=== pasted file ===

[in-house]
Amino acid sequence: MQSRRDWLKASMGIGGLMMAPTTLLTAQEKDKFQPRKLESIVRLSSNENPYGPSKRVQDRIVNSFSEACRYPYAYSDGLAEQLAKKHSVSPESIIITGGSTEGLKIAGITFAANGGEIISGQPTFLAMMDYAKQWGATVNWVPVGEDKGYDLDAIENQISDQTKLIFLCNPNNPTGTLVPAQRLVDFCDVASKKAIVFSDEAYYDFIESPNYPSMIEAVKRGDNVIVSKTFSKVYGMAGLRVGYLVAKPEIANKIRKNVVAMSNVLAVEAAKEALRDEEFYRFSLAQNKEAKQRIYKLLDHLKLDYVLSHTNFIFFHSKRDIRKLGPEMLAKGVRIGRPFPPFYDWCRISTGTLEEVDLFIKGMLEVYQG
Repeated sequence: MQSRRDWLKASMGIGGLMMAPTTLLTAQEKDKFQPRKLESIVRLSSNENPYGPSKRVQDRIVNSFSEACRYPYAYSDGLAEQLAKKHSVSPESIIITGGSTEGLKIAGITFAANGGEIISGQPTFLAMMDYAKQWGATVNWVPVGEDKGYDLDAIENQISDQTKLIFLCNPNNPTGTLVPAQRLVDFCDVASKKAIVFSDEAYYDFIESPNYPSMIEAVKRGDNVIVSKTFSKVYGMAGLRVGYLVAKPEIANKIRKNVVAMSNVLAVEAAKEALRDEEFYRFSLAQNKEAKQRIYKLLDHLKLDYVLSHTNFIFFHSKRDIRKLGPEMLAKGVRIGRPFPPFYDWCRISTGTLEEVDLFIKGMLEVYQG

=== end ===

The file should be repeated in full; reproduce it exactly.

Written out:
[in-house]
Amino acid sequence: MQSRRDWLKASMGIGGLMMAPTTLLTAQEKDKFQPRKLESIVRLSSNENPYGPSKRVQDRIVNSFSEACRYPYAYSDGLAEQLAKKHSVSPESIIITGGSTEGLKIAGITFAANGGEIISGQPTFLAMMDYAKQWGATVNWVPVGEDKGYDLDAIENQISDQTKLIFLCNPNNPTGTLVPAQRLVDFCDVASKKAIVFSDEAYYDFIESPNYPSMIEAVKRGDNVIVSKTFSKVYGMAGLRVGYLVAKPEIANKIRKNVVAMSNVLAVEAAKEALRDEEFYRFSLAQNKEAKQRIYKLLDHLKLDYVLSHTNFIFFHSKRDIRKLGPEMLAKGVRIGRPFPPFYDWCRISTGTLEEVDLFIKGMLEVYQG
Repeated sequence: MQSRRDWLKASMGIGGLMMAPTTLLTAQEKDKFQPRKLESIVRLSSNENPYGPSKRVQDRIVNSFSEACRYPYAYSDGLAEQLAKKHSVSPESIIITGGSTEGLKIAGITFAANGGEIISGQPTFLAMMDYAKQWGATVNWVPVGEDKGYDLDAIENQISDQTKLIFLCNPNNPTGTLVPAQRLVDFCDVASKKAIVFSDEAYYDFIESPNYPSMIEAVKRGDNVIVSKTFSKVYGMAGLRVGYLVAKPEIANKIRKNVVAMSNVLAVEAAKEALRDEEFYRFSLAQNKEAKQRIYKLLDHLKLDYVLSHTNFIFFHSKRDIRKLGPEMLAKGVRIGRPFPPFYDWCRISTGTLEEVDLFIKGMLEVYQG